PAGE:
AMD and Nvidia have different approaches to their driver user interfaces. Nvidia splits its GeForce driver options into two applications. Nvidia Control Panel handles the GPU settings, such as resolution, texture filtering, vertical sync, low latency mode, power management, and more. The control panel also handles display configuration settings, such as color, rotation, and multi-display setups. Nvidia GeForce Experience handles game settings, driver updates, and includes game streaming and recording features as well as performance tuning options. To access the GeForce Experience features, you must log in with an Nvidia user account.
AMD takes a somewhat more streamlined approach in that the Radeon driver software is a one-stop-shop for all your Radeon GPU settings and features. The Radeon Adrenaline 2022 software suite includes automatic driver updates, game performance profiles, built-in broadcasting software to stream and record your gameplay, and performance metrics and overclocking options.
Both Nvidia and AMD have different advantages with their drivers and accompanying software, but they offer generally equivalent experiences. Driver updates come on a regular basis, and both companies are well versed in testing and tuning their drivers to extract good gaming performance. Nvidia might do a bit better on a selection of less popular games, but we already gave it the performance category so we’re calling this a tie.
Power Consumption / Efficiency: GTX 1650 Super vs RX 6500 XT
The GTX 1650 Super and RX 6500 XT aren’t particularly demanding cards, with official TBP (typical board power) ratings of 100W and 107W, respectively. As you can guess, real-world testing might show some minor differences, but any decent power supply should prove sufficient for these GPUs.
Some models might have a larger factory overclock and require an 8-pin connector, and all cards will need at least a 6-pin connector. That’s enough for the card to use up to 150W (75W from the 6-pin and 75W from the PCIe slot), and even the largest factory overclocks are unlikely to push things that far.
AMD’s previous generation GPUs often used far more power than their Nvidia counterparts, but that’s not the case with the current lineup. In our testing,the RX 6500 XT used 90W of power in our Metro Exodus test and 113W in FurMark, while the GTX 1650 Super used 101W in Metro and 102W in FurMark. There’s a good chance other games would have the RX 6500 XT using more power, which means overall it’s a tie.
That’s certainly an interesting outcome, considering Nvidia’s GTX 1650 Super uses TSMC’s older 12nm FFN node while the AMD RX 6500 XT uses the newer 7nm node. AMD’s Navi 24 also has a 107mm^2 die size compared to Nvidia’s TU116 with a 284mm^2 chip size (though a decent chunk of the TU116 chip is disabled on this card). But lower clock speeds and other architectural differences come into play, and ultimately power draw ends up being very similar.
A difference of 5–10W in real-world use cases basically doesn’t matter, when both cards have the same PSU connectivity requirements. 100W of power, give or take, means your graphics card shouldn’t need a massive cooler with lots of fans, and the fans should spin at relatively low speeds, leading to a quiet PC overall.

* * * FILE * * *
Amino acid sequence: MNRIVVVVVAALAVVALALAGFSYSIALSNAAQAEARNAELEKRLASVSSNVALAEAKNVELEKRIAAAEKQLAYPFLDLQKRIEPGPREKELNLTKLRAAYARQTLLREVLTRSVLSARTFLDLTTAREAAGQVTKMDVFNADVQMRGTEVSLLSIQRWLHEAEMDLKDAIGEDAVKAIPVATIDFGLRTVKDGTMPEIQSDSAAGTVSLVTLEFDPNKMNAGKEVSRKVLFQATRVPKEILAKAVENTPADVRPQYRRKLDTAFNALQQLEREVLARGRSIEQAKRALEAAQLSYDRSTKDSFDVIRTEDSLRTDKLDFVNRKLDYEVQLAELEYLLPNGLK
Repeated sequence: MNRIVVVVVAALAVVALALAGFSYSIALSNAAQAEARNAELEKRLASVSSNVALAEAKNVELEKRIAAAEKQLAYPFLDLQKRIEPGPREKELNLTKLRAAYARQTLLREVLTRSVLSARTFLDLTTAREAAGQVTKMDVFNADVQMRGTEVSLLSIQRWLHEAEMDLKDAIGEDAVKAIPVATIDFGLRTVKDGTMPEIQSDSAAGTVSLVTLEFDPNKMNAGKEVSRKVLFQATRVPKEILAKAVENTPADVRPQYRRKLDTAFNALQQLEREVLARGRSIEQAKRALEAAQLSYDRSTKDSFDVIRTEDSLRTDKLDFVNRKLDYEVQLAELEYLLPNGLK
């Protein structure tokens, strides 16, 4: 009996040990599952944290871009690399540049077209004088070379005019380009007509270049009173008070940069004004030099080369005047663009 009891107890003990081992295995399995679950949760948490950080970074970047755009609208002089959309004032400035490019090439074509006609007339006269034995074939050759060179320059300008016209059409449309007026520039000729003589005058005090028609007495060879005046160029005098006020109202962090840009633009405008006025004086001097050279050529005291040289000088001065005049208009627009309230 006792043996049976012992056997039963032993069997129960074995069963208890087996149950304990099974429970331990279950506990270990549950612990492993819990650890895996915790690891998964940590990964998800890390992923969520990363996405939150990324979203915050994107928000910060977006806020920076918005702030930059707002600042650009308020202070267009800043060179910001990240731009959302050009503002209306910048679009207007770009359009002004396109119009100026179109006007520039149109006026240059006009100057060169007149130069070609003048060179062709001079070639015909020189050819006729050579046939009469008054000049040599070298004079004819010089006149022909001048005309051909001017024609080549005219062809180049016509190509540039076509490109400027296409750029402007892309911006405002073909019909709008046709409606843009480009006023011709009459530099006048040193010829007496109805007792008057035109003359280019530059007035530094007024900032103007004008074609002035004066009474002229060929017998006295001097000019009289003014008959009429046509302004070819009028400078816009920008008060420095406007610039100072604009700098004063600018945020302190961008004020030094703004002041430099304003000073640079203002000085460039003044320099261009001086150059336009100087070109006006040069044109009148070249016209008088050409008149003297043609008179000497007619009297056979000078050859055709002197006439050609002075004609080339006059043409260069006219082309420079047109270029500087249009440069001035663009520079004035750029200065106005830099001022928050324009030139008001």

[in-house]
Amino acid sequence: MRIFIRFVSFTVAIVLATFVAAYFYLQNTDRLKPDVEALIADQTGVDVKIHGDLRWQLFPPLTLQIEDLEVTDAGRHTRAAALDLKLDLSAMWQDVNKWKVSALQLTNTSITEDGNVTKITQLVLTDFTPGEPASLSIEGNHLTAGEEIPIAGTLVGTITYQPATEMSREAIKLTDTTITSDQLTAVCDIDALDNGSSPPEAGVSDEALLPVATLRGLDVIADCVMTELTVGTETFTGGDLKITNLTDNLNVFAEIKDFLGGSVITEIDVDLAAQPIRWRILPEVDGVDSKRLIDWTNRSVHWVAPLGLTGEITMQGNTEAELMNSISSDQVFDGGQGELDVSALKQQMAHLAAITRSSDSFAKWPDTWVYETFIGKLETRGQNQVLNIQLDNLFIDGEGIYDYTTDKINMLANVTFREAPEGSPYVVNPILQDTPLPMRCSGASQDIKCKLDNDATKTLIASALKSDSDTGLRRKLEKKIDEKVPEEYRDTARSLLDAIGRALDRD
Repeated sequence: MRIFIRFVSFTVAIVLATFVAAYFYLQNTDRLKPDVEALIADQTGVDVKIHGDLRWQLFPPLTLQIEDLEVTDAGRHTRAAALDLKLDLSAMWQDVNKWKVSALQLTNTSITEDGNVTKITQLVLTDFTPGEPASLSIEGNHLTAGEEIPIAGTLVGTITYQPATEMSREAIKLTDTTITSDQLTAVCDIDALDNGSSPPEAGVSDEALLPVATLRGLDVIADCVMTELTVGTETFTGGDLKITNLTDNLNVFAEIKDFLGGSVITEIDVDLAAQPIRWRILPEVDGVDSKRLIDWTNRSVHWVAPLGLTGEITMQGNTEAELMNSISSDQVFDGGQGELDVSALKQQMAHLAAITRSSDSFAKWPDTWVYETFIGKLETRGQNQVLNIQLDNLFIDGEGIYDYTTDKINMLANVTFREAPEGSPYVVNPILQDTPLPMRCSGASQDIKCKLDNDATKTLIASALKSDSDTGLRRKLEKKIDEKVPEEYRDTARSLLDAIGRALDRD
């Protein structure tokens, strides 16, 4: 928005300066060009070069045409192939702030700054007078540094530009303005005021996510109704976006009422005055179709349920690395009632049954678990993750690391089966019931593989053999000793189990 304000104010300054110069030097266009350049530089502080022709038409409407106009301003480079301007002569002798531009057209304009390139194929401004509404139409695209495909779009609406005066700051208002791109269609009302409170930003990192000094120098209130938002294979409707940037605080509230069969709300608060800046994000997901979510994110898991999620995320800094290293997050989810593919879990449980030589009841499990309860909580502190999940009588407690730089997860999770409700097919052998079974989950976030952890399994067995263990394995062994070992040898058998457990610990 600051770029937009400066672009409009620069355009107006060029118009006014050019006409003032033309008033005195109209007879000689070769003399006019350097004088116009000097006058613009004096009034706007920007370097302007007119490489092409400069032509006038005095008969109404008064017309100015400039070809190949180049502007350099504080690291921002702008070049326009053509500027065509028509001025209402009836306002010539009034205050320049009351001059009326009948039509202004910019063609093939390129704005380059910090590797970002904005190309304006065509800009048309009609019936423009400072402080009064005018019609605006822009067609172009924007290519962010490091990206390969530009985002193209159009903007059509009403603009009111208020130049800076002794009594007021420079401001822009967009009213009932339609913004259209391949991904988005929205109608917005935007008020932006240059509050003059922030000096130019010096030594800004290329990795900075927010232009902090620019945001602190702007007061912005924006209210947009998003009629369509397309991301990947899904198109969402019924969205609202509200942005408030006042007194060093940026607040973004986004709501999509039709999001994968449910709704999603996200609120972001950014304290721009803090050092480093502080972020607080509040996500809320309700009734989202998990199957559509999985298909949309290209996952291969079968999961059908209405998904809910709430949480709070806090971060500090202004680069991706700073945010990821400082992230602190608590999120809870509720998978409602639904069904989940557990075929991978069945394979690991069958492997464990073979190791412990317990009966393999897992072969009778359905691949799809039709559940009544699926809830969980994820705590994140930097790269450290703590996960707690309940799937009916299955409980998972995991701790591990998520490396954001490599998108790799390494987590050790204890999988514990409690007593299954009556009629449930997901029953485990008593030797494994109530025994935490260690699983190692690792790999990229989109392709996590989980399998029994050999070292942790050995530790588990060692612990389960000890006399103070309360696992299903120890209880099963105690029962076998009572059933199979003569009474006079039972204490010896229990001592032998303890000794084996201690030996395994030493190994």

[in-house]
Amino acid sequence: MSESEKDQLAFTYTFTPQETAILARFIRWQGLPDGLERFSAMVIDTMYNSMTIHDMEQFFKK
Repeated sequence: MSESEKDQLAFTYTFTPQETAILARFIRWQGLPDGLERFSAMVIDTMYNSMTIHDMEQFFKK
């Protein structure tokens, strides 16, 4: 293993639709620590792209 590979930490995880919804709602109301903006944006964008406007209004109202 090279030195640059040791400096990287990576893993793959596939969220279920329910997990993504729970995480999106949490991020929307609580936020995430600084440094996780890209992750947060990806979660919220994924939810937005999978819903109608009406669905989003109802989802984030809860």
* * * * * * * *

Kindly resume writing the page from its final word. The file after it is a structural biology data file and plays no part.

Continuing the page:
Bottom Line: GTX 1650 Super vs RX 6500 XT
|Round||AMD Radeon RX 6500 XT||Nvidia GeForce GTX 1650 Super|
|Features and Technology||✗|
|Drivers and Software||✗||✗|
|Power and Efficiency||✗||✗|
Overall Winner: Nvidia GTX 1650 Super
The Radeon RX 6500 XT and GeForce GTX 1650 Super are relatively well matched cards. Frankly, that’s more than a little surprising, considering the GTX 1650 Super is now almost three years old, while the RX 6500 XT hasn’t even reached its first birthday yet. But AMD originally intended the Navi 24 GPU for mobile solutions, which means it would typically be paired with integrated graphics solutions that would provide some extra features.
That proves to be a limiting factor overall. If you want to save $20, certainly AMD deserves some thought. However, at $200 even, with features like video encoding (live streaming) support and slightly better performance in the majority of games, plus the ability to use the GTX 1650 Super with older PCIe 3.0 systems without tanking performance, Nvidia comes out ahead.
That’s not to say the RX 6500 XT couldn’t work just fine for a lot of people, but the same goes for the GTX 1650 Super. Frankly, we’d be more inclined to try and step up to the next level of performance and features, with the Radeon RX 6600 and GeForce RTX 3050 — or even the GeForce GTX 1660 Super. But that might be too big of a step for many wallets. GPU prices continue to fall, but Nvidia’s “budget Ampere” cards still sell well above MSRP.
Pricing and relative performance are the key factors. Right now, the RX 6500 XT and GTX 1650 Super go head to head, but if the AMD card gets cheaper or supplies of the GTX 1650 Super dry up and prices increase, things could quickly change. Availability of older GTX 16-series has become somewhat unreliable, so if the GTX 1650 Super fades away and the GTX 1650 has to take its place in the sub-$200 market, RX 6500 XT would easily take the performance crown — and the GTX 1630 is laughable by comparison.
Despite the age of the GTX 1650 Super, we also don’t expect a serious replacement to arrive any time soon from Team Green. AMD’s RX 6500 XT is too new to need a replacement as well. That means even though next-generation Nvidia Ada and AMD RDNA 3 GPUs are on the horizon, it might be some time before the budget gets any love.